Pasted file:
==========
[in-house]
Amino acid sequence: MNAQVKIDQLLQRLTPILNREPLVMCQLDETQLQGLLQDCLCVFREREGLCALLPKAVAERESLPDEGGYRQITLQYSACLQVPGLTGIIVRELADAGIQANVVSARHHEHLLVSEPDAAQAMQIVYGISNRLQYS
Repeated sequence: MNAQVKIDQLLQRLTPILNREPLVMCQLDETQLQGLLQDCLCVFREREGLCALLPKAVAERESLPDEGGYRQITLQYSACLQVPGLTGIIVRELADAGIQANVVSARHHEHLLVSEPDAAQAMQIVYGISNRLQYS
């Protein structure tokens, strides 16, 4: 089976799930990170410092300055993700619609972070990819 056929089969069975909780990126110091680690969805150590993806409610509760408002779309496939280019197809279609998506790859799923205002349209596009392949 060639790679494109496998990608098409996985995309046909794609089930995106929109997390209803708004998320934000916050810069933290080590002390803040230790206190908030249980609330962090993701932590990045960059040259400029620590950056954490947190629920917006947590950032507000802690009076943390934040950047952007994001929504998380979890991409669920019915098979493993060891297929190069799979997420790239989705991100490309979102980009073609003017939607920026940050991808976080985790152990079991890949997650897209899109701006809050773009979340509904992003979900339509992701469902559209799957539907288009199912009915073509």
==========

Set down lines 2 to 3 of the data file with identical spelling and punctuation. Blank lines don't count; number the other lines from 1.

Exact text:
Amino acid sequence: MNAQVKIDQLLQRLTPILNREPLVMCQLDETQLQGLLQDCLCVFREREGLCALLPKAVAERESLPDEGGYRQITLQYSACLQVPGLTGIIVRELADAGIQANVVSARHHEHLLVSEPDAAQAMQIVYGISNRLQYS
Repeated sequence: MNAQVKIDQLLQRLTPILNREPLVMCQLDETQLQGLLQDCLCVFREREGLCALLPKAVAERESLPDEGGYRQITLQYSACLQVPGLTGIIVRELADAGIQANVVSARHHEHLLVSEPDAAQAMQIVYGISNRLQYS